At the 10K turnaround, I glanced at my watch and it was 45 minutes. As I made the turnaround and started back, I split 2nd place (Troy Nelson) at 2:50. He looked like he was running strong, but I've raced against him before, did a quick mental calculation, and didn't think he'd be able to run 25 seconds per mile faster than me unless I completely blew up.

So I tried to pick up my pace as I normally do for the last 10K, but my legs just didn't want to cooperate. I really think this was more due to me not tapering for this race than it was due to me not taking electrolytes. With Vegas and Kona quickly approaching, I couldn't afford to take this week off training, so I trained through Friday, and then took Saturday off for a "1 day taper" (and threw in a massage from the local magic hands, Tim Gilreath from Therapproach).

Since I ended up running 3-4 minutes slower than I've been doing in my Half-Ironman events, I know this non-taper might hurt me. But still, at this point I figured I was safe if I stayed on pace, and I continued to keep the lead motorcycle as close as possible, attempting to use it as motivation to stay ahead.

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With 6K left, I was told Troy was 1:40 back and coming up fast. Over 2 miles, he made up 70 seconds! If this kept up, I was screwed.

I tried to dig deeper, but the extra oomph just wasn't there.

With 2 miles left, my body started to really hurt, my form began to suffer, and I knew that unless Troy "blew up", he would catch me.

Keeping my fingers crossed that he would blow before I did, I continued to run without looking back. At 12 miles, I was still ahead, heard no footsteps, but I was severely slowing. Grasping at every straw possible, I swallowed two electrolytes, wondering if they might give my legs some kind of magical pick-up, though I know that physiologically my muscles were just exhausted, and salt really wasn't going to do the trick. But I was willing to try anything at that point.

The win could be within my grasp.

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And then, at 12.5 miles, I heard footsteps. They stayed behind me for 5 seconds, then 10 seconds, then 20 seconds, and I knew what was going to happen. Whenever somebody catches you as fast as Troy caught me, and then takes that long to pass you, that means they're gathering up the energy to pass you FAST, and hopefully demoralize you to the point where you don't have the drive to try and stay on their heels as they pass for a sprint to to the finish line.

Sure enough, after about 30 seconds of breathing down my neck, Troy flew by me like a jackrabbit, and I knew I was toast. I took about 10 steps to try and stay with him, and nearly blacked out.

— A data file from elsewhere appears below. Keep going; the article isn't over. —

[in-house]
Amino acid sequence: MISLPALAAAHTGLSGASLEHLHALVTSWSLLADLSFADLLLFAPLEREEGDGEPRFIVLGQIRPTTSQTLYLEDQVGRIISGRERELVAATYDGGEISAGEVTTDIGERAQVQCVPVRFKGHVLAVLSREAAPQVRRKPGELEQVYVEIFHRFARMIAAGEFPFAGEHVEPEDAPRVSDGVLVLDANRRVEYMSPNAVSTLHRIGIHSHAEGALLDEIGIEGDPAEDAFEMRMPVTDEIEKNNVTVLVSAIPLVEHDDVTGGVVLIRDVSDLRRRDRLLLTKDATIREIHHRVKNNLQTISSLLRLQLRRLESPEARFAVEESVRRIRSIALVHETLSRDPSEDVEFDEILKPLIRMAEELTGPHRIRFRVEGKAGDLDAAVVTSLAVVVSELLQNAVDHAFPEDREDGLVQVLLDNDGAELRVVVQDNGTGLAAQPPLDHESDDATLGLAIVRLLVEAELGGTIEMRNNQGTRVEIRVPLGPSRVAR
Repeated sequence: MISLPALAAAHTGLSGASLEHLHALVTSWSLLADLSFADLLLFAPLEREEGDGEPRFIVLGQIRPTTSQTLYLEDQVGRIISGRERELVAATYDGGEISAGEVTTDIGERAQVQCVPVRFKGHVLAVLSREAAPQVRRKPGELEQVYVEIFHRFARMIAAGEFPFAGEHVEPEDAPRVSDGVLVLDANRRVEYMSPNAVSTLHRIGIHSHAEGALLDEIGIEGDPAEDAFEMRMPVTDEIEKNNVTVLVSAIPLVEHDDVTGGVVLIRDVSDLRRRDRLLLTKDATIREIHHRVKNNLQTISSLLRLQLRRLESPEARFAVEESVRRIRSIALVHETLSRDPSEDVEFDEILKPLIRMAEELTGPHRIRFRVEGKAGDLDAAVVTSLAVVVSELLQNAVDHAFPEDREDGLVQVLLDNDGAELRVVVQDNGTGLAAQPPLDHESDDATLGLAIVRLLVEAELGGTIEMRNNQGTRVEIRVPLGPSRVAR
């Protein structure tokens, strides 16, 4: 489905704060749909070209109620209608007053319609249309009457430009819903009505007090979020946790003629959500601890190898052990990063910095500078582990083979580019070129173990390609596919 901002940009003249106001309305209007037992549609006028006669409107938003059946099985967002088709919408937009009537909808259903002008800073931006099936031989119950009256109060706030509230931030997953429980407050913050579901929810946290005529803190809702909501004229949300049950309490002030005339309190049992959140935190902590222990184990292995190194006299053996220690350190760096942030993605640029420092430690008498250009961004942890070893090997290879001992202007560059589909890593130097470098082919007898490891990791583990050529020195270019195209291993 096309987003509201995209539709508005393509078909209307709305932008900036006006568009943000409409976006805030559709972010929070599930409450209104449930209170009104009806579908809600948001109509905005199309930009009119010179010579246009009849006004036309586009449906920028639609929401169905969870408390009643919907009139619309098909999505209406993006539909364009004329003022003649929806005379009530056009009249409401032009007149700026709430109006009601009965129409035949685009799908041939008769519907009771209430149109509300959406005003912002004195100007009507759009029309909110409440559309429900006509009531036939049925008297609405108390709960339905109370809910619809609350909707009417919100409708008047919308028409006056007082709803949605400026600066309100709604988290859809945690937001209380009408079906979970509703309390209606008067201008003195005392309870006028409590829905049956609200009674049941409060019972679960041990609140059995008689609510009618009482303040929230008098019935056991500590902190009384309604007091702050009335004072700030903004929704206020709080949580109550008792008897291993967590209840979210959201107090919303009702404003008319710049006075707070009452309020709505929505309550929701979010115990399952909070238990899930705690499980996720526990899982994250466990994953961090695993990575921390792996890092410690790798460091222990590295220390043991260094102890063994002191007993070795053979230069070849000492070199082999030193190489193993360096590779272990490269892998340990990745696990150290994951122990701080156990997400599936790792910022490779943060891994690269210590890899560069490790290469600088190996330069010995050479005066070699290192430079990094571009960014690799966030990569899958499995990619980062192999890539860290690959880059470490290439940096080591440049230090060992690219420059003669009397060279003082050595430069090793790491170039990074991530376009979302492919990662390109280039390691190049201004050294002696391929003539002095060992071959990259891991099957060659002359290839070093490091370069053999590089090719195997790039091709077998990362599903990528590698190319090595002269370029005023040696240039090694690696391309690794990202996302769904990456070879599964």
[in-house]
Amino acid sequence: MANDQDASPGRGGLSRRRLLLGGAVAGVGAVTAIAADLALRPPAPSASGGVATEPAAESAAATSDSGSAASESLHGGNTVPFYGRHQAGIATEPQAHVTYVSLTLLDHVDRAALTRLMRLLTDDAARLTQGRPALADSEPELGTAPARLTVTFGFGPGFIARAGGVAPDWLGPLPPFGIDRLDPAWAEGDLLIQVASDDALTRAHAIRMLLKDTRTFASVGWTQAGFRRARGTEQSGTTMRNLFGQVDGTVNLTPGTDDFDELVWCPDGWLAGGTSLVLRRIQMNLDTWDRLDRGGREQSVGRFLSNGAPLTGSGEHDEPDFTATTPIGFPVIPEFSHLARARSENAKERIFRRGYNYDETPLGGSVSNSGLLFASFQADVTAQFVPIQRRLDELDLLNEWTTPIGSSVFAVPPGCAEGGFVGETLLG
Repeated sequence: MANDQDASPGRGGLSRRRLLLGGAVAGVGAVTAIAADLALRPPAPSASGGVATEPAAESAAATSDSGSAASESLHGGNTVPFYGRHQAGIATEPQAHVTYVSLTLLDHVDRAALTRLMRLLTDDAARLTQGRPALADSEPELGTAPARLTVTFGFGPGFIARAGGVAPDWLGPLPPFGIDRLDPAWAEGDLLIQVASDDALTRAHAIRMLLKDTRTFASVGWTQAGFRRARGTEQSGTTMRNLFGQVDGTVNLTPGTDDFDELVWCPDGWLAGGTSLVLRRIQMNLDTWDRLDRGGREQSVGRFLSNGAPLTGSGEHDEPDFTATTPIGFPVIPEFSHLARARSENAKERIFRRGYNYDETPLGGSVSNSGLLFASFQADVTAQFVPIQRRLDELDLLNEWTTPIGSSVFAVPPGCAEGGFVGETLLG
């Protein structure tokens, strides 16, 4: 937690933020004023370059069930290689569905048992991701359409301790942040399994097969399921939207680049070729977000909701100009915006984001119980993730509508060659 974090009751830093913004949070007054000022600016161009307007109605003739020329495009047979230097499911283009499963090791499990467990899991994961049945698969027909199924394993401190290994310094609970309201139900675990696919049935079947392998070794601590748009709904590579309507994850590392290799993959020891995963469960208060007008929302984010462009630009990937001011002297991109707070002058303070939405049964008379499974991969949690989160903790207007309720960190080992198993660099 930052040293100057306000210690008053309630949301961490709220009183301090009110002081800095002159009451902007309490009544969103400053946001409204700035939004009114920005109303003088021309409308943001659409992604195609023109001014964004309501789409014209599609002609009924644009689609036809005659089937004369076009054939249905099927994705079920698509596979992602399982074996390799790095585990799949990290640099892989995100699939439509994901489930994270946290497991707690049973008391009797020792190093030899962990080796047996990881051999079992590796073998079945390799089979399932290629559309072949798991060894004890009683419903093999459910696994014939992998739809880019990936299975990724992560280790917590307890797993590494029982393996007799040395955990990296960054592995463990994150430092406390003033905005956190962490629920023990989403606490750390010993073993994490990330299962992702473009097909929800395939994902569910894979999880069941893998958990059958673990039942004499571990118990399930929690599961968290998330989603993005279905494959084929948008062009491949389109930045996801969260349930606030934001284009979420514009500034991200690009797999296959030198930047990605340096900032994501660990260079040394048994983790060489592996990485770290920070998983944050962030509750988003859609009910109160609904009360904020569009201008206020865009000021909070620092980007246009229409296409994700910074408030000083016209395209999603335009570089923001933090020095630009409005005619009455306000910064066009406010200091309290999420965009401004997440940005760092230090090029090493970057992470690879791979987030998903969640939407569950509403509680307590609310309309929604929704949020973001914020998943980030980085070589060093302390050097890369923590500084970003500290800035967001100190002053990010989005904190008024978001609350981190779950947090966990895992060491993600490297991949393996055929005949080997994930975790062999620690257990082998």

After quickly glancing behind me to make sure he was the only guy running me down, I struggled through the final few hundred yards and nearly collapsed at the finish line, having been beaten by a little over 60 seconds by a smart racer who ran an extremely solid half-marathon.

Overall results: 1st place age group, 2nd place overall.

Electrolyte experiment results: No cramping. Granted, I snuck 2 pills in towards the end, but that really didn't affect results of my experiment.

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Will I try "no salts" for Vegas or Kona? Jury's out. I need to do some more testing. But the most interesting thing was that my sweat wasn't "grainy" like it usually is after the race (suggesting increased salt excretion in sweat), but was instead smooth, which agrees with Dr. Timothy Noakes research that says "the more salt you eat, the more you lose"

Thanks for reading!

P.S. In addition to the gear and nutrition below, this was my first chance to race after using my "Elliptigo" elliptical trainer for cross-training. This thing rocks!

Troika Triathlon Gear:
Race Kit: Champ-Sys One Piece Custom Triathlon Suit
Wetsuit: Synergy Sports Hybrid
Bike: Gray Storm TT
Helmet: Gray Aero Helmet
Wheels: Gray 9.5 Carbon Clinchers with Latex Tubes
Components: SRAM Red, SRAM return to position levers, SRAM Quarq crank
Seat: Adamo ISM Road Saddle
Cleats: Look KEO Blade
Bike Shoes: Specialized Trivent
Running Shoes: K-Swiss K-Ruuz
Sunglasses: Zeal Slingshots
Fuel Belt: Spibelt

Troika Triathlon Nutrition:
night before race: Millennium Sports Somnidren GH (helps you sleep before a race)

2 hours before race: 2 salted sweet potatoes, 2 capsules CapraColostrum 30 minutes before race: 1 Energy28 and 1 delta-E, 10 Master Amino Pattern capsules, 5 Extreme Endurance
5 minutes before race: 1 caffeinated GU Roctane
Every 20 minutes on bike: 1 GU Roctane
End of each hour on bike: 4 GU Chomps
Every 3 miles on run: 1 Hammer Gel (from aid stations on course)
Post-Race: 8 Recoverease